x Abu Dhabi, UAEFriday 28 July 2017

Dealing with Lebanese resistance weapons

Aware of the importance of the people-army-resistance structure in every nearby Arab state, Israel nurtures internal Arab conflicts in hopes of seeing them evolve into civil wars, which, in the case of Lebanon, eliminates the chances of a strong national army ever seeing the light of day and, by the same token, disrupts the action of the resistance, wrote Sobhi Ghandour, director of the Washington-based Al Hewar Centre for Arab Culture & Dialogue, in the comment section of the Emirati daily Al Bayane.

Aware of the importance of the people-army-resistance structure in every nearby Arab state, Israel nurtures internal Arab conflicts in hopes of seeing them evolve into civil wars, which, in the case of Lebanon, eliminates the chances of a strong national army ever seeing the light of day and, by the same token, disrupts the action of the resistance, wrote Sobhi Ghandour, director of the Washington-based Al Hewar Centre for Arab Culture & Dialogue, in the comment section of the Emirati daily Al Bayane.

The weapons of the resistance did not only liberate Lebanon from Israeli occupation, they have also established Lebanese sovereignty over all its territories. That is, putting an end to Israeli occupation has led to the gradual withdrawal of Syrian forces from Lebanon, which was later completed as per the Taif Agreement. "I do not seem to understand, then, how the weapons of the resistance would suddenly become fuel to political tensions? And, who will be appointed to disarm the resistance, should one assume that such a measure is necessary?" In the end, what will happen is that Lebanese parties will be coaxed, from the outside, to take that responsibility, which will only make the sectarian situation explode in the country.

The Middle East is awaiting with great excitement the US president Barack Obama's speech in Cairo next Thursday, a speech expected to put the region on new, more promising rails, commented Saleh al Qallab in the pan-Arab daily Asharq al Awsat.

"Based on the declarations of the US president, the vice president Joe Biden, and the secretary of state Hilary Clinton, the main theme of the speech will be the Arab Peace Initiative which, premised on the two-state solution, aims to establish an independent Palestinian state besides the Israeli state, and tackle other outstanding issues such as the refugees question and the right of return, stipulated in the Security Council resolution Number 194."

Of course, all these prospective steps will have to be preceded by three crucial measures in good faith on the part of Israel: freeze the settlements, remove the Israeli barriers throughout the West Bank, and lift the blockade on Gaza. But, sensing Obama's determination, the Israeli premier Benjamin Netanyahu has started acting quite nervously lately, and in contrast to what he said about the Golan Heights recently - that Israel will never withdraw from the territories proclaimed - he has declared readiness to enter "unconditional" negotiations immediately with Damascus.

Some seculars leaders say that, before deciding to make a foray into politics, a religious person must leave noble ethics and principles at home before stepping into the sleazy atmosphere of the politician's world, wrote Lateef al Qassab in the opinion pages of the Iraqi daily Azzaman. "This postulate actually gives us a glimpse into the ramifications of the Arab political heritage, rife as it is with conspiracy and deceit, and clues us in about the effect of radical discourse on the way Iraqis conceive of various concepts."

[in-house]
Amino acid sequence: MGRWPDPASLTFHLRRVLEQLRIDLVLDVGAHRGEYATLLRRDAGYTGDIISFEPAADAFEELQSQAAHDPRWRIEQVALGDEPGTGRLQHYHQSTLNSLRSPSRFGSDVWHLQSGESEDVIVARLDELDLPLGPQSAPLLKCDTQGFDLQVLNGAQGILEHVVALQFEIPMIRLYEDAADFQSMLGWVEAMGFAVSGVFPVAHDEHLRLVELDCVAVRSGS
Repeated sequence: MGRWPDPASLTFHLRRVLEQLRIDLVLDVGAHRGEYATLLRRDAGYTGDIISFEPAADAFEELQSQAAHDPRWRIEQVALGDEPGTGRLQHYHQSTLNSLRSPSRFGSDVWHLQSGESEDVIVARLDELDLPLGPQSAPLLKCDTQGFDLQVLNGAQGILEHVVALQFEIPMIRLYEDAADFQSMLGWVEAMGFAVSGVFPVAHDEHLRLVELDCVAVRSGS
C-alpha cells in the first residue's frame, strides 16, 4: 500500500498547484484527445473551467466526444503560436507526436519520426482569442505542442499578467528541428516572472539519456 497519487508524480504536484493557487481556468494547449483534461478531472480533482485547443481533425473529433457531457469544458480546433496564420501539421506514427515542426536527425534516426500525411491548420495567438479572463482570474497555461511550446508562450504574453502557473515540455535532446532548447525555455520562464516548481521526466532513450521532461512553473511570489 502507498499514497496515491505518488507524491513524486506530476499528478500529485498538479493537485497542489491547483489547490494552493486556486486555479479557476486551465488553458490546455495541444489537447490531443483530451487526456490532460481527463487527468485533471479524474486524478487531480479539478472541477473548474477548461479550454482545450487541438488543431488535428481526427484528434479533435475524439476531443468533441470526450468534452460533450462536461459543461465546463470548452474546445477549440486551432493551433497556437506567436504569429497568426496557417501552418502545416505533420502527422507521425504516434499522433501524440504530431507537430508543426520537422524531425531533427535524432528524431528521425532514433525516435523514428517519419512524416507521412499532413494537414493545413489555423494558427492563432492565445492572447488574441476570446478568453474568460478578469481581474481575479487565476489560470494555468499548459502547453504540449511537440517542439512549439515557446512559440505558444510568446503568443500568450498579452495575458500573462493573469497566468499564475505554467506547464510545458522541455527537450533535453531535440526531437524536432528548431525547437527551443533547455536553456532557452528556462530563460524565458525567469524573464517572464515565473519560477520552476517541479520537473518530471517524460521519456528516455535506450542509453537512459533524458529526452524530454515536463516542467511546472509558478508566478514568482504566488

In today's Iraq, there is a peculiar religious approach to the world of politics, taking after a western Machiavellian model, which, though widely abandoned by westerners themselves, is now embraced by some religious leaders and intellectuals who are trying to rehash it and inject it forcibly into the Iraqi crisis. Ranging between categorical forbiddance, strong disapproval and mild dissuasion, religious jurisprudence says that a pious person must not enter the political sphere on grounds that it is a hotbed of great sin and debauchery. Thus, Iraq's toddler democracy has not succeeded yet in integrating an objective counter-model in the popular psyche to offset a deeply imbedded history of dictatorship.

"The nearly daily uncovering of agents and spy activities in Lebanon is bewildering, considering the country's small population," commented Zouhir Majed in the Omani daily Al Watan. "Agent operations have not shied away from official institutions as sensitive as the military, public security and customs, while the number of the spies is still on the rise. Some talk about hundreds, others propose four-digit figures."

Members of the Lebanese opposition claim they have whole lists with the names of persons to be arrested and prosecuted in espionage cases, plus other undeclared agents held in custody. "In fact, it is hardly astonishing to uncover spy activity in Lebanon these days. It has become more of a cultural phenomenon, almost part of the local folklore." And if the Lebanese police are doing their best these days to dismantle espionage networks all around the country, Israel is sparing no effort in recruiting and training more spies bound for Lebanon.

In a way, it is quite understandable: the larger the conflict, the graver the role of espionage. Israel must benefit a great deal from spy operations, mainly targeting Hizbollah. * Digest compiled by Achraf A El Bahi aelbahi@thenational.ae